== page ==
Downward accountability of traditional authorities toward the members of the community, especially women, remains in some cases a major issue, with the latter having limited ability to question the authority of local leaders due to customs, intimidation, coercion by outside actors or legal illiteracy (German et al., 2013). At the same time, community members, particularly women, also face barriers to access formal dispute resolution mechanisms, including social stigma associated with their use (Andersson Djurfeldt, 2020; Doss and Meinzen-Dick, 2020). Thus, women see their control over land and natural resources severely restrained in many cases because they lack participation in the land administration institutions and cannot access accountability mechanisms, while decisions are increasingly taken at the household level where their voice is similarly limited (see previous section).
Some states have attempted to strengthen women's tenure rights either within marriage or as individuals or both. In Uganda, for example, spousal consent to land transactions is required under the Land Law and customary law is recognized to the extent that it is not discriminatory against women, children and persons with disabilities. In some countries, like Ethiopia, measures have been adopted to register lands in women's name (IIED, 2006; FAO, 2011). In 2003, Ethiopia introduced land title certifications which would be issued jointly in the name of spouses. Ethiopia's land programme also provides for the issuance of land certificates bearing women's photo on them in order to avoid manipulations and ensuring security of tenure for women (FAO, 2011; ACET, 2016). The requirement for women's representation in land administration committees at local level (they should comprise at least one female member) has contributed in practice to the issuance of land certificates that reflect women's rights (FAO, 2011). In Rwanda, following the 1994 genocide, new legislation was passed recognizing women' inheritance rights on an equal footing with men so as to allow widows and female orphans to secure land (Kimani, 2012). The National Land Policy of 2004 and the Organic Land Law of 2005, besides recognizing equal rights to daughters and sons to inherit property belonging to their parents, also require for both women and men to provide consent in the case of sale, mortgage, or exchange of matrimonial property by any of the partners (ACET, 2016). In a similar vein, in Ghana a “head of family accountability” provision was adopted to ensure that family property cannot be sold without others being informed, giving consent or benefiting from the proceeds (Kimani, 2012).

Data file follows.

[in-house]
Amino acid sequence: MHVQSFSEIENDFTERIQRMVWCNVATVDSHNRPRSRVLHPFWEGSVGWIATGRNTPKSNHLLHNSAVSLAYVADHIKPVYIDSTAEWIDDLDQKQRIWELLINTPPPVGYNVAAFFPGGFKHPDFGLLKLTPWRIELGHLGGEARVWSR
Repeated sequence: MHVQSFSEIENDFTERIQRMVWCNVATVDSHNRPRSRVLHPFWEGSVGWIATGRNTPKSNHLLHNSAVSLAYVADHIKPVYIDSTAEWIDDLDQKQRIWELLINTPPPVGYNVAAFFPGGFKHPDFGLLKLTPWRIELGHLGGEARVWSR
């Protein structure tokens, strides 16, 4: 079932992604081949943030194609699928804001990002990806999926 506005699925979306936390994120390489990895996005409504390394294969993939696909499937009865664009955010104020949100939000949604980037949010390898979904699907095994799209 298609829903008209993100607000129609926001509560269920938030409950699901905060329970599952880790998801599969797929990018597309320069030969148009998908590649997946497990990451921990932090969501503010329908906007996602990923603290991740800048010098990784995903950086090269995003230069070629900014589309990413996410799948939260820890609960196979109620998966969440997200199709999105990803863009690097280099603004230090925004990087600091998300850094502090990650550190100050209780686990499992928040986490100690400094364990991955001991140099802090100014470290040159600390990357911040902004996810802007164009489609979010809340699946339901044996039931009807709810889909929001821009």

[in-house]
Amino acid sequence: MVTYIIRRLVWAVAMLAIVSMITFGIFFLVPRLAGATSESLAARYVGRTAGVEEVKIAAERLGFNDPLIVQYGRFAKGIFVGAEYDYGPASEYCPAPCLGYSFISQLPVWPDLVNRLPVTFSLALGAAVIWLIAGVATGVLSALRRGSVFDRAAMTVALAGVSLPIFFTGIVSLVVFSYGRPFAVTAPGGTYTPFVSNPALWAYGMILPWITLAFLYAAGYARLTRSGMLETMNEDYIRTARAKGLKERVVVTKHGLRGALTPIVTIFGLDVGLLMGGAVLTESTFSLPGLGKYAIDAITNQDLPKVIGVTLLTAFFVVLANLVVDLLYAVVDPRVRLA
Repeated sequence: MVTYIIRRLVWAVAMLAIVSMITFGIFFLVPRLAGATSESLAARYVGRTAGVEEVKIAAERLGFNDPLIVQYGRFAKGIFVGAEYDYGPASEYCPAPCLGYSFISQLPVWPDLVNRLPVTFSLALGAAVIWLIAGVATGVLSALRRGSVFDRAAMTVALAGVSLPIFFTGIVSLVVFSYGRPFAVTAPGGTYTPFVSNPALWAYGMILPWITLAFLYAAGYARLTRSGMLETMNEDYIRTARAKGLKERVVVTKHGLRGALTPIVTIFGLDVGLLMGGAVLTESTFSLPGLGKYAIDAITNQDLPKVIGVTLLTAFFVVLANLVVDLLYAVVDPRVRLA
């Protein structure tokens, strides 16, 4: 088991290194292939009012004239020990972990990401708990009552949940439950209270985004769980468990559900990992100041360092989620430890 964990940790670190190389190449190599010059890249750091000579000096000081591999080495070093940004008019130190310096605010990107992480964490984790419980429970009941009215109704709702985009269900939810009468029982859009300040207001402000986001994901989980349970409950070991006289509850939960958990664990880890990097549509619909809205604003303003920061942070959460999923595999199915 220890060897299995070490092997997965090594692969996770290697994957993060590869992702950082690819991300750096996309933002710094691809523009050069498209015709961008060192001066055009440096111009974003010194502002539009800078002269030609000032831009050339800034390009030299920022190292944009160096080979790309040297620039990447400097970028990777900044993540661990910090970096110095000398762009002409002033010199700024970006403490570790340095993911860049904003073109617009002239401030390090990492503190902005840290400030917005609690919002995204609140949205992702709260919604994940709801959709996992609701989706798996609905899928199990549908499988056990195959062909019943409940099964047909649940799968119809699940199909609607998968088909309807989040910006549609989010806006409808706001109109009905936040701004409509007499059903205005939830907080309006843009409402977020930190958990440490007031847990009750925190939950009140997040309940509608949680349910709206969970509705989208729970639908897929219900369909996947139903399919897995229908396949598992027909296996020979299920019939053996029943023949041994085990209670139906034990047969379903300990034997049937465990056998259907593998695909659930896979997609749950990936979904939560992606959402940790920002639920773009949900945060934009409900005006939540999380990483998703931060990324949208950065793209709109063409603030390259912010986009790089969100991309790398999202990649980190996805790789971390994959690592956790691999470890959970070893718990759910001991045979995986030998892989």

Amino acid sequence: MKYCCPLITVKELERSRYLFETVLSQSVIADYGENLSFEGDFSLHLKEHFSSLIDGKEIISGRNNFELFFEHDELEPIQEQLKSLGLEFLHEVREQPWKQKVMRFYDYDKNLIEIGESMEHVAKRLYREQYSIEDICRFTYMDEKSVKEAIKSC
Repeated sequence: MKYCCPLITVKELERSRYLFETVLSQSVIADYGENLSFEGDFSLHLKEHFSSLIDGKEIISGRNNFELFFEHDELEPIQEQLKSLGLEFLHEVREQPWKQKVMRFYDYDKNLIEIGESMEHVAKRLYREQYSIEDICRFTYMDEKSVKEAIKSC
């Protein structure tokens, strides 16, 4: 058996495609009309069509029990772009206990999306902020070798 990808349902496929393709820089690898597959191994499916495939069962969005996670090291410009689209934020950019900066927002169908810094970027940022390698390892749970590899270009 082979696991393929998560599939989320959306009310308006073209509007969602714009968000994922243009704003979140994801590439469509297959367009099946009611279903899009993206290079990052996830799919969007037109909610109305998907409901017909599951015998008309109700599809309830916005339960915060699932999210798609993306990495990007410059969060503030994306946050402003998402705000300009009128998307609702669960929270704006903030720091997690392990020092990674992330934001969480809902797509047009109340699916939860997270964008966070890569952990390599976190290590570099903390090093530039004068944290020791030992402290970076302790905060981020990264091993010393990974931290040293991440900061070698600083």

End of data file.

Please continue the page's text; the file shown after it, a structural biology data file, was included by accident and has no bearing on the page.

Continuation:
Nevertheless, these efforts still face the challenges of strong local practices favoring men (FAO, 2011). In Uganda, for example, the National Land Policy (NPL) acknowledges the existence of “land grabbing at family level” (National Land Policy of Uganda, 2013, para. 63) due to the predominance of discriminatory customs that override, in practice, legal provisions. It lays down that the Government shall, by legislation, protect the right to inheritance and ownership of land of women and ensure that both men and women enjoy equal rights to land before marriage, in marriage, after marriage and at succession without discrimination. In this connection, it identifies among the strategies to be pursued: reviewing customary rules to avoid violation and abuse of family land held in trust for the family; ensuring that the head of family is held to account on his fiduciary duties over family land held in trust; restoring the power of traditional leaders in matters of land administration on condition that the rights of “vulnerable groups” are taken into account; amending relevant legislation to provide for the right to succession and inheritance of family land by women and children; and ensuring that women are fully integrated in all decision-making structures and processes on access to and use of land (National Land Policy of Uganda, 2013).